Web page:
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Life Sci. 1997;61(26):2539-49.

Free cortisol levels after awakening: a reliable biological marker for the assessment of adrenocortical activity.

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Center for Psychobiological and Psychosomatic Research, University of Trier, Germany.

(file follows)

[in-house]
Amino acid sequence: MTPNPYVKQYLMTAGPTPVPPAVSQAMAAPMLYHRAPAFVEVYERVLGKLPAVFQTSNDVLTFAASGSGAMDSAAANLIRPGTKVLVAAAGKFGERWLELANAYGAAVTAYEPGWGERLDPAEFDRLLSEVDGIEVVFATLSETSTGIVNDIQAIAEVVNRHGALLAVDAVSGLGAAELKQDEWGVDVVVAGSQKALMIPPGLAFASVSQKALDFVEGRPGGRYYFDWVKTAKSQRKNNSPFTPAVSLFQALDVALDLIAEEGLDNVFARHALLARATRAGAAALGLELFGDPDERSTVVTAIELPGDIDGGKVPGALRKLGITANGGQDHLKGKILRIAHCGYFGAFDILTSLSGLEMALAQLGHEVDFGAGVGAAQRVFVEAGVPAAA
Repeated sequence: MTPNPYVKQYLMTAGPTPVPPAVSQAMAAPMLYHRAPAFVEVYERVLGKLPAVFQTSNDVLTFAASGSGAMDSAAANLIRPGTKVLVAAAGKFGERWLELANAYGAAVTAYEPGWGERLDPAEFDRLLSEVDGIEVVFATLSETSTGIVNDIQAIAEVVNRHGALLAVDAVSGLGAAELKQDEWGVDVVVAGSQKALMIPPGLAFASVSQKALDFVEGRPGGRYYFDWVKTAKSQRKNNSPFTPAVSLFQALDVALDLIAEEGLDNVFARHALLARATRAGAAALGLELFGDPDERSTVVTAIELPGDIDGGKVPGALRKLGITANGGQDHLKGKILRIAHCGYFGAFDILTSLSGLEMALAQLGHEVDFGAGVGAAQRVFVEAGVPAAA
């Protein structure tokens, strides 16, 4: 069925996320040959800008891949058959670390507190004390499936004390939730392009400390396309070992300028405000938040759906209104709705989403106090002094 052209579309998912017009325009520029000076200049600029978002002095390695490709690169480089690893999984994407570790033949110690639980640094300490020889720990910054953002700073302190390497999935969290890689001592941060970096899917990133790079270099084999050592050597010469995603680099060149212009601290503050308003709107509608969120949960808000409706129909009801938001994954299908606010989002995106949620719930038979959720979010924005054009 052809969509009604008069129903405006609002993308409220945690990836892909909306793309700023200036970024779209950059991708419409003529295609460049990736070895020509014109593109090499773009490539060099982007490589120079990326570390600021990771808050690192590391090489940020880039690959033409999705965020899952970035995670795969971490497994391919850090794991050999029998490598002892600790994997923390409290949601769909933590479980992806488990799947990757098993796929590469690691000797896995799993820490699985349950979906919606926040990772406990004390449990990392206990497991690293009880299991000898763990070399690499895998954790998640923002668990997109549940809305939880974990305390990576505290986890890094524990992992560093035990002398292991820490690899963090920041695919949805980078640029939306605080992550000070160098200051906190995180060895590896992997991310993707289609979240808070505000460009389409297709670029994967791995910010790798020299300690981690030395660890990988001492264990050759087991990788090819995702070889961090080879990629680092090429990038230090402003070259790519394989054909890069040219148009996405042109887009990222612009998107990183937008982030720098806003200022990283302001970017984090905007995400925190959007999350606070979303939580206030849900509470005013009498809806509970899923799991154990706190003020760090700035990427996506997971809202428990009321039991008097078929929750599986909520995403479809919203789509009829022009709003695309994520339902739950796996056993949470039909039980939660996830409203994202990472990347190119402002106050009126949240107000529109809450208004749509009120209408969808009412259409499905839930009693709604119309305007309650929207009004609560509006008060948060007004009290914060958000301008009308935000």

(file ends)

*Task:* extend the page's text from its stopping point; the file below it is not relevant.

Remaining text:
In three independent studies, free cortisol levels after morning awakening were repeatedly measured in children, adults and elderly subjects (total n=152). Cortisol was assessed by sampling saliva at 10 or 15 minute intervals for 30-60 minutes, beginning at the time of awakening for two days (Study 1 and 2) or one (Study 3) day, respectively. In all three studies, free cortisol levels increased by 50-75% within the first 30 minutes after awakening in both sexes on all days. Premenopausal women consistently showed a stronger increase with a delayed peak after awakening compared to men on all days. In Study 2, there was a tendency for lower early morning free cortisol levels for women taking oral contraceptives (p=.10). Stability of the area under the curve (AUC) of the early morning free cortisol levels over the three (Study 1 and 2) or two (Study 3) days ranged between r=.39 and r=.67 (p<.001). Neither age, weight, nor smoking showed an effect on baseline or peak cortisol levels. Sleep duration, time of awakening and alcohol consumption also appeared to be unrelated to early morning free cortisol levels. From these data we conclude that in contrast to single assessments at fixed times, early morning cortisol levels can be a reliable biological marker for the individual's adrenocortical activity when measured repeatedly with strict reference to the time of awakening.

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